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Our Well Ran Dry & There’s a Seven Year Drought Coming | How to Pump Water from a Lake

Our well ran dry.  This has happened before but this times it’s apparently worse.  (P.S. if you like the photo below, it’s now available for download!)

A Little Background

A few years ago we had very little snow and really cold winter temperatures, and we think that without the insulation the snow provides, a cold snap froze our source of water.  We went without water for a bit, then had water delivered and things seemed okay.  It happened in March, so it was the tail end of winter – we were lucky!  But then this past winter we had another water shortage – which again we blamed on snow and ice, but then earlier this fall we had another shortage.  Our well tests were also coming back as unsafe to drink, due to high levels of E coli and Coliforms (which is bad – it indicates feces).  I actually got pretty sick from it before we realized there was a problem.  We changed the UV light in our water filtration system, shocked the well, cleaned out more parts of our water system.  For months we tried to fix everything we could think of but nothing worked.  The tests either came back as too overgrown to test or unsafe to drink.  We thought maybe our septic system was leaking (ewww) but then we heard from neighbours who had the same results as us so we postponed poking around in the septic system until next year, when we really need to have it pumped out anyway.  (So much ick).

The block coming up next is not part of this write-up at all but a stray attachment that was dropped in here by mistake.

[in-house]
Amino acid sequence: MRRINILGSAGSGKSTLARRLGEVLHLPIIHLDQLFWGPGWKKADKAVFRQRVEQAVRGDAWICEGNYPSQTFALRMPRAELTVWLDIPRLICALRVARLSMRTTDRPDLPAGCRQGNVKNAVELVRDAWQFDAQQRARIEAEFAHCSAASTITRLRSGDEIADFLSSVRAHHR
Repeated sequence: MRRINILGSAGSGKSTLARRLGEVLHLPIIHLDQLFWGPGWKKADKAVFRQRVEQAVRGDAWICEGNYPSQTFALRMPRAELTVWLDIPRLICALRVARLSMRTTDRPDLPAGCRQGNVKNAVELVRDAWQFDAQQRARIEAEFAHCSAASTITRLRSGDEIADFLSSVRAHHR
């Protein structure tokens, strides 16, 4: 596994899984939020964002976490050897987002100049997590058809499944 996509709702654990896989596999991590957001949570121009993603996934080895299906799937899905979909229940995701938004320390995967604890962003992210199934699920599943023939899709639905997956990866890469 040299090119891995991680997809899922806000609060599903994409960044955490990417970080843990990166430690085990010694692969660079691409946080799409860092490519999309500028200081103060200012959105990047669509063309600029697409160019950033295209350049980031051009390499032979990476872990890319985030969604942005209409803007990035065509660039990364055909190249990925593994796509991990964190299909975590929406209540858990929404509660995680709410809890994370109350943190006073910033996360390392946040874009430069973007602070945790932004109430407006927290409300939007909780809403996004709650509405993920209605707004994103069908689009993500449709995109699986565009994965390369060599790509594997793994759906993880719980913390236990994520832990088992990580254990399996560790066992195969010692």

We finally called in a well specialist who delivered some bad news.  He told us water moves in cycles and we’re coming off a seven year period of high water tables but now we’re going to enter a seven year period of chronically low water.  He said he wouldn’t be surprised to learn that our well was dry ten years ago.  And he said he wouldn’t be surprised if we struggle for water for the next decade.  I forgot to ask if the locusts were coming next.

The Solutions He Proposed Are Not Fun:

  • Pay $25,000-30,000 for a drilled well, with no guarantee that we’ll have water (they drill/charge per foot with no guarantee of even reaching water plus we might have the kind of water that discolors white laundry)